Like many investment strategists, I watched the iPad presentationby Tim Cook this month. It was a workmanlike presentation, which is to say it was nothing near what Steve Jobs would've done. While plenty of adjectives were offered about the new iPad, the "reality distortion field" seemed a little less thick in the room.
That's okay; Apple products seem to need less sell than most as innovation rolls along; the need for showmanship seems to have diminished.
Let’s state the obvious; it’s clear that Tim Cook is no Steve Jobs. But maybe that's okay; maybe Tim Cook being Tim Cook is good enough.
Cook took over at Apple with a very big set of shoes to fill. Steve Jobs was a formidable presence not only as a business leader, but as a presenter. Many questioned if Tim Cook was up to the job. "Would he be flashy enough? Would he capture the imagination of the Apple loyalists?" the critics asked. Perhaps these were the wrong questions to be asking. Perhaps Tim Cook had his own unique value proposition he was ready to bring Apple.
In our view, the Cook era of Apple is here. As evidence of the so far successful transition, there have been 2 major issues he has handled effectively and with transparency.
As the person directly responsible for fulfilling the tremendous demand from consumers for Apple product (even during Steve Jobs tenure as CEO), a major launchof a product under Tim Cook occurred this last Friday. As usual, the Apple faithful lined up to be the first to grab the latest version of the iPad. And after the doors opened, their needs were met with many purchasing 2 iPads figuring that the usual shortage would develop.
But something strange happened. There was actually supply available for those interested in buying the product. A check with Apple locations around the country, as well as Best Buy outlets, showed that inventory was still in stock. And surprisingly, virtually all models were available; something unheard of in previous Apple launches.
Was this new iPad somehow a flop?
How could there be a ready supply of product?
In my view, the answer is simple; Tim Cook and Apple made sure product was available. No longer would scalpers take advantage of the huge demand for Apple product. Instead, Apple would capture that profit by having enough inventory available to satisfy demand. And when the sales numbers are released from the 1st weekend of iPad sales, I expect shocking sales numbers greater than most analysts imagine.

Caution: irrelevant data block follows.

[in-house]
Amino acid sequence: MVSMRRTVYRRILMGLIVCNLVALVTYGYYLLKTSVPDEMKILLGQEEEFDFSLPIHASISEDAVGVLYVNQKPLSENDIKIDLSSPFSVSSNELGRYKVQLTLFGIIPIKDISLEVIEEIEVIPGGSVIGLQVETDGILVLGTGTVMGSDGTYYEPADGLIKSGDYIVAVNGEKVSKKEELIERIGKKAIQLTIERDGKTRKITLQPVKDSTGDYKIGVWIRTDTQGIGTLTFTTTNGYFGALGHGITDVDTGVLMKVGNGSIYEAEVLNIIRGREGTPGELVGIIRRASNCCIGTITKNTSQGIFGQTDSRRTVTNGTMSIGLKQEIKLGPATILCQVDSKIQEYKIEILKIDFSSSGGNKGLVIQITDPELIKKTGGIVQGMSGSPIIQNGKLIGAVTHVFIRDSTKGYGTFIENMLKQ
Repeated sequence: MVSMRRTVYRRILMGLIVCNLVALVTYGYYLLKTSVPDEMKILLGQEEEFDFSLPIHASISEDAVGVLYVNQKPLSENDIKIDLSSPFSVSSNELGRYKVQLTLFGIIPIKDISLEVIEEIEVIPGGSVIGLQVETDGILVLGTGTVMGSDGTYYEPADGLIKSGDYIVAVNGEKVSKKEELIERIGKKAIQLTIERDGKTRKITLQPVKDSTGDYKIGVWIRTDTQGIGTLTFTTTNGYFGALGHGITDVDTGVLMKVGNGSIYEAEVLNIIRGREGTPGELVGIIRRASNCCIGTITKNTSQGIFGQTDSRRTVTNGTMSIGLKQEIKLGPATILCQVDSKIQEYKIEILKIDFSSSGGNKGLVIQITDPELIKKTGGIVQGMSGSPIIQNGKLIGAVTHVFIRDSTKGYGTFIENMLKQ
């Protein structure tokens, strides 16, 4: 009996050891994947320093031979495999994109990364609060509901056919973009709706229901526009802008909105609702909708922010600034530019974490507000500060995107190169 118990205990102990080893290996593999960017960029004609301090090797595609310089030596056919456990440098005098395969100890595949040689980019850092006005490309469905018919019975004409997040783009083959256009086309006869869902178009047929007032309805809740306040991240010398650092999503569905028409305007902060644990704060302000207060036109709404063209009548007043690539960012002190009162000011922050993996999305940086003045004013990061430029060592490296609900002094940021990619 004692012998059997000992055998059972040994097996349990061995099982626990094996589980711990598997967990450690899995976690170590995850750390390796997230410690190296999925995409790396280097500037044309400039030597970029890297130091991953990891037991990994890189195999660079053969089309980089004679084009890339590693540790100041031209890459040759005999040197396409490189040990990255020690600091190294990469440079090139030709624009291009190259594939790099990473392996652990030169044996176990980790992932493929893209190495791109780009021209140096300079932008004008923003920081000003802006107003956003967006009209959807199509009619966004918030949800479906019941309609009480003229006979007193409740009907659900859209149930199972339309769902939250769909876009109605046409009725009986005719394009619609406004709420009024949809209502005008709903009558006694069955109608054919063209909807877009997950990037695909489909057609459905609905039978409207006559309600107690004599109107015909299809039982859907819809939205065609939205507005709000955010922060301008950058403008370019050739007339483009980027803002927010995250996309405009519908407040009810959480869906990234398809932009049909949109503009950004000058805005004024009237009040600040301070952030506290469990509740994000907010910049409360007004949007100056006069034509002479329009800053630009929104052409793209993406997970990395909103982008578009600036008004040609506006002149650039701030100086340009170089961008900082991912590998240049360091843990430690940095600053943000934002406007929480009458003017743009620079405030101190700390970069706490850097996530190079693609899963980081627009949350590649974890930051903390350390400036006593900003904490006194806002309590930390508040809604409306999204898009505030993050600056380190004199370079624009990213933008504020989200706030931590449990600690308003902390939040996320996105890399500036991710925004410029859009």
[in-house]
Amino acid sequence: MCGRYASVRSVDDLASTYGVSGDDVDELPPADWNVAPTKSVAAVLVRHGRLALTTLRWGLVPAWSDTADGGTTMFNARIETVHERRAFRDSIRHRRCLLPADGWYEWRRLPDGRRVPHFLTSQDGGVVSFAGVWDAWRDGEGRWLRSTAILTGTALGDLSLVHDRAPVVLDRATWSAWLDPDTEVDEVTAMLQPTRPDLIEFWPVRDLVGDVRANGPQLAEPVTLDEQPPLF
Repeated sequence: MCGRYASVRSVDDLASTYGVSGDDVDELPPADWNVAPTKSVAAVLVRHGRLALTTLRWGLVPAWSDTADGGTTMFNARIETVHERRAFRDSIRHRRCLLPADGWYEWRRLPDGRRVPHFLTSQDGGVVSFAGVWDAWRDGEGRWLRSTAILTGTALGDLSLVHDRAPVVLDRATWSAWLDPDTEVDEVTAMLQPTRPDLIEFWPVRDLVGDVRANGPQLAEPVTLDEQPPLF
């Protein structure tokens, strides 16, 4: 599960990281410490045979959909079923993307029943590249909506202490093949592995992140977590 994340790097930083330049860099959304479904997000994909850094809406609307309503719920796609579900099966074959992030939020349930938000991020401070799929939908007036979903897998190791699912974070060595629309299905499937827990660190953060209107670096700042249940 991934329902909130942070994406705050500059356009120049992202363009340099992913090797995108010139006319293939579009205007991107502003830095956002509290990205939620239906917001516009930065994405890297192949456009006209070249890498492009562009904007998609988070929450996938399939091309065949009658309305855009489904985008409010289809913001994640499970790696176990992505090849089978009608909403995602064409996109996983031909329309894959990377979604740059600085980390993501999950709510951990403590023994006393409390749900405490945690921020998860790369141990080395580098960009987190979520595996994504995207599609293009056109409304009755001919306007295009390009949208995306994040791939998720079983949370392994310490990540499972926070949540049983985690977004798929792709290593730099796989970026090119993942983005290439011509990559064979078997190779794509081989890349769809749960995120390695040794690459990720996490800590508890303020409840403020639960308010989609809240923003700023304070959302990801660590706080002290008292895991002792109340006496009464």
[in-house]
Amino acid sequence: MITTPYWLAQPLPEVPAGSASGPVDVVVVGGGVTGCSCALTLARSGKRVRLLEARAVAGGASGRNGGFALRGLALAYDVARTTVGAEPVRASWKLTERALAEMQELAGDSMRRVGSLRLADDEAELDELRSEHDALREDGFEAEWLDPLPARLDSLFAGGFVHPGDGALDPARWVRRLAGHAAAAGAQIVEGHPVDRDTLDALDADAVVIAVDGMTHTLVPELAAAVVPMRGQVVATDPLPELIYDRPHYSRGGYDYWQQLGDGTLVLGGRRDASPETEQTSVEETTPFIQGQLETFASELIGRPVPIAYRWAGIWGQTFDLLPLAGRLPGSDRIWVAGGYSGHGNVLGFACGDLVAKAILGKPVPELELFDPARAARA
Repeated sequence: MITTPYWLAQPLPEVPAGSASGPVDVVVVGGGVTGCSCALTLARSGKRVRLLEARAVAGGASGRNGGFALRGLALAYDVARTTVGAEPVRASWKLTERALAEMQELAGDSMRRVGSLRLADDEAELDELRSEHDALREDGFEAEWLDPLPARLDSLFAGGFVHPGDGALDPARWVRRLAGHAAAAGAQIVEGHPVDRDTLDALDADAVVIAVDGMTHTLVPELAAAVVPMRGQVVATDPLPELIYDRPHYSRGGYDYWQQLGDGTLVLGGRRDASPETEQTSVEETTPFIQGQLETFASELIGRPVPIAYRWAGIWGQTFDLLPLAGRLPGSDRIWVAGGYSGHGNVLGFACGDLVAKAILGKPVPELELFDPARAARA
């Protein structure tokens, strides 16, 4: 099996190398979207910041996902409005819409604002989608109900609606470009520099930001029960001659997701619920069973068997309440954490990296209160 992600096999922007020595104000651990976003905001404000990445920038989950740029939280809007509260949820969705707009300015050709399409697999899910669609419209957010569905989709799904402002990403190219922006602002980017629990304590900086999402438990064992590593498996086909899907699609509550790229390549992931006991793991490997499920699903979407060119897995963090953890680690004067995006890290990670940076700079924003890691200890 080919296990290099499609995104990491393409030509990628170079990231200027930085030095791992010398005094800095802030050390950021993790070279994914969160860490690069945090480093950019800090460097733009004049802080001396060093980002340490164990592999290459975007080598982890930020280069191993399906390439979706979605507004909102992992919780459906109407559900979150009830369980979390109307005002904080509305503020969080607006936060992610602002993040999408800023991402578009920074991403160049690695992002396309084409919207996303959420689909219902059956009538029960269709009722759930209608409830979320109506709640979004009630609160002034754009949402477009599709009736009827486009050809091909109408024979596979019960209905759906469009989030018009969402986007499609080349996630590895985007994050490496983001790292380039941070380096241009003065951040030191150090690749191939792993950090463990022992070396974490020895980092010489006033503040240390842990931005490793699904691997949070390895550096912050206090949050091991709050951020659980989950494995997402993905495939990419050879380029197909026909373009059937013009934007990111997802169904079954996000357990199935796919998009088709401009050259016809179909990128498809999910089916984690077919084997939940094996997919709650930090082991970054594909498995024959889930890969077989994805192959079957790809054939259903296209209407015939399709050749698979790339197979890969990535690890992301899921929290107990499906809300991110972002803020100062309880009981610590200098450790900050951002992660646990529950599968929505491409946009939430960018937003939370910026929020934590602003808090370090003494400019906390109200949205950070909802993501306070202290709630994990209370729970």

It could be a coincidence that supply availability for a launch is now the norm for Apple under Cook’s watch, but I doubt it. I suspect that CEO Cook's belief that having adequate inventory is now the new normal at Apple. We consider this a great move forward for Apple and their supply practices. Scalpers now are not the ones to benefit from the demand for Apple product; that demand consequence now goes to Apple shareholders.
Secondly, after years of debate, Apple decided today to pay a dividend and buy back stock as a way to reduce the 100 billion dollars in cash currently held by the company. The announcement regarding their cashreserve was made just a couple months after a statement made during an earnings call that the board was mulling over the best course of action and an announcement would be forthcoming.
Isn't it comforting when an executive at a company says something is being thought about, and then an announcement is actually made regarding the results of the deliberations? It’s not so much that a dividend was declared, more about how it was done; orderly, thoughtful, and transparent. Follow through builds credibility.
There is something to be learned by all business leaders from the Apple's management transition. The key is not to blindly mimic a predecessor but instead to build off the strengths of those that laid the groundwork for your leadership. This self-acceptance is a welcome change from the bravado we often see in corporate America particularly when following an iconic leader. In some ways, it reminds me of when Bob Iger ascended to the CEO position at Disney . Iger exuded a workmanlike confidence; not flashy or brash. It is a lesson that I expect will be followed at IBM as Virginia Rometty succeeds Sam Palmisano.
For Apple, the question still remains as to who will drive innovation at the company going forward; that's the significant issue that needs to be addressed by Apple in the years to come. But at least for now, the company seems to be in steady hands. And considering how it could've gone so terribly wrong, that's probably why the stock has traded close to $600 a share rather than gapping down because investors were uncertain if Tim Cook could cut it.
Cook isn’t trying to impress us; he just seems to be focusing on moving the company forward in a thoughtful way. There's a long road ahead for Mr. Cook. But for now, he deserves credit for handling one of the most watched leadership changes in the history of corporate America with a calm demeanor and a seemingly steady hand.
We will continue to watch but, in my view, he's off to a good start.
Michael Yoshikami, Ph.D., CFP®, is CEO, Founder and Chairman of the DWM Investment Committee at Destination Wealth Management. Michael is a CNBC Contributor and appears regularly on the network. DWM is a San Francisco Bay Area-based independent money management firm that provides fee-based wealth management services to institutions and individuals around the world. Michael was named by Barron's as one of the Top 100 Independent Financial Advisors for 2009, 2010 and 2011.